From the Biblical period and Classical Antiquity to the rise of the Renaissance and the Enlightenment, aspects of Persian culture have been integral to European history. A diverse constellation of European artists, poets, and thinkers have looked to Persia for inspiration, finding there a rich cultural counterpoint and frame of reference. Interest in all things Persian was no passing fancy but an enduring fascination that has shaped not just Western views but the self-image of Iranians up to the present day. Persophilia maps the changing geography of connections between Persia and the West over the centuries and shows that traffic in ideas about Persia and Persians did not travel on a one-way street.
How did Iranians respond when they saw themselves reflected in Western mirrors? Expanding on Jürgen Habermas’s theory of the public sphere, and overcoming the limits of Edward Said, Hamid Dabashi answers this critical question by tracing the formation of a civic discursive space in Iran, seeing it as a prime example of a modern nation-state emerging from an ancient civilization in the context of European colonialism. The modern Iranian public sphere, Dabashi argues, cannot be understood apart from this dynamic interaction.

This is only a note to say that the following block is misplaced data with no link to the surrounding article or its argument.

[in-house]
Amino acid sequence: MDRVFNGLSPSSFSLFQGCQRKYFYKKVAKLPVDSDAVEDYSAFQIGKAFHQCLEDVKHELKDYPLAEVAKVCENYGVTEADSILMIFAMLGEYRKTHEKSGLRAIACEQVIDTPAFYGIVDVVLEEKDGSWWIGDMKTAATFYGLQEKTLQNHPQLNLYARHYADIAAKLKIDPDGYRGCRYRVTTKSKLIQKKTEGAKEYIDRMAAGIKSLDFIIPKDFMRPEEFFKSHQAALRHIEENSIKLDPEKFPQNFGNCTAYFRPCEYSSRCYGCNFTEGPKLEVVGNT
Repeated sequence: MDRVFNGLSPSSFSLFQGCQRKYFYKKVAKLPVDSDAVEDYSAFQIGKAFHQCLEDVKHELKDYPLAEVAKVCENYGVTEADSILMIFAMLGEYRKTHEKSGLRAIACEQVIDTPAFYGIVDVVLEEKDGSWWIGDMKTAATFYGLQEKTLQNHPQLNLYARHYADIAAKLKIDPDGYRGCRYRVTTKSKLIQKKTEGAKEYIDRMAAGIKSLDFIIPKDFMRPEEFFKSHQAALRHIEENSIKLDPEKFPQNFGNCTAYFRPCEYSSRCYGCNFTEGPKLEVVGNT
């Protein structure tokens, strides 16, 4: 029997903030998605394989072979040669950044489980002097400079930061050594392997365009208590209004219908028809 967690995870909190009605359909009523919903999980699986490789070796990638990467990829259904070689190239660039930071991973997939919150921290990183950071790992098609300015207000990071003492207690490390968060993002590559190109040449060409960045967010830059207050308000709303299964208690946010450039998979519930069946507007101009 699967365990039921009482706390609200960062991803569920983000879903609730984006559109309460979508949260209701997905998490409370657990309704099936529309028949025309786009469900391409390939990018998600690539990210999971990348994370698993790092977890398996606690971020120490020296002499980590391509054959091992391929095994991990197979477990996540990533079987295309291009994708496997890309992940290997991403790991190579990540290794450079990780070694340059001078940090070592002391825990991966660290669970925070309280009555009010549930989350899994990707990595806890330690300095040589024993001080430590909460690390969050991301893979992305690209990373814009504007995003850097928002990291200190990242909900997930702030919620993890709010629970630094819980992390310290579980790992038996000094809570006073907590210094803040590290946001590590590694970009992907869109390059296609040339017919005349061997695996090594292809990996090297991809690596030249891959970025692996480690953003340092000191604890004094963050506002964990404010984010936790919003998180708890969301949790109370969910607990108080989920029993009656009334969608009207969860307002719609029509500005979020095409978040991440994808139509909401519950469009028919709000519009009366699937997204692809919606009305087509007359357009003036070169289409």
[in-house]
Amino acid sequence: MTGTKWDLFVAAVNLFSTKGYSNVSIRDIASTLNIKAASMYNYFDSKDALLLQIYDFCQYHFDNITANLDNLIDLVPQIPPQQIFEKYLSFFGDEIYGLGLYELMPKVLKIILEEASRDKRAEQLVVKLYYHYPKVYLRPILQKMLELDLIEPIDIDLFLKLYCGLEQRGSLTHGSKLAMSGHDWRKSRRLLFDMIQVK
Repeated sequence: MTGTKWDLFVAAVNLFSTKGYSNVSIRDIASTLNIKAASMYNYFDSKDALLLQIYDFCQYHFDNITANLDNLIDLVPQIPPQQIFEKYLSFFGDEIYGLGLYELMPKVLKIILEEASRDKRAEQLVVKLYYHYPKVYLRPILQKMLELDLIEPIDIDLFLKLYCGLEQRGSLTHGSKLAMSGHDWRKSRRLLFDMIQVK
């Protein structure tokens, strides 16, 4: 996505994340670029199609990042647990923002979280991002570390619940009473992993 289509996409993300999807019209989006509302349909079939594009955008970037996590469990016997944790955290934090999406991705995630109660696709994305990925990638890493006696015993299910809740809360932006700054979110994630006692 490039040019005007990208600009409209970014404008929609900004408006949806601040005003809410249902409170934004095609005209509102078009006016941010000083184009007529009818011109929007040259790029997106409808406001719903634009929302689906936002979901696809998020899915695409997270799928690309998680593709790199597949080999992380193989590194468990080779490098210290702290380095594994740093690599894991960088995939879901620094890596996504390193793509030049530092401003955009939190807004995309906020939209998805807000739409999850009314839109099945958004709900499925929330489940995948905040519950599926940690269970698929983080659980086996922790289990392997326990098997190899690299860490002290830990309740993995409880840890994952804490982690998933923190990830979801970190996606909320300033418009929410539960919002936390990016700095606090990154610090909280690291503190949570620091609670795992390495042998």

Persophilia takes into its purview works as varied as Xenophon’s Cyropaedia and Nietzsche’s Thus Spoke Zarathustra, Handel’s Xerxes and Puccini’s Turandot, and Gauguin and Matisse’s fascination with Persian art. The result is a provocative reading of world history that dismantles normative historiography and alters our understanding of postcolonial nations.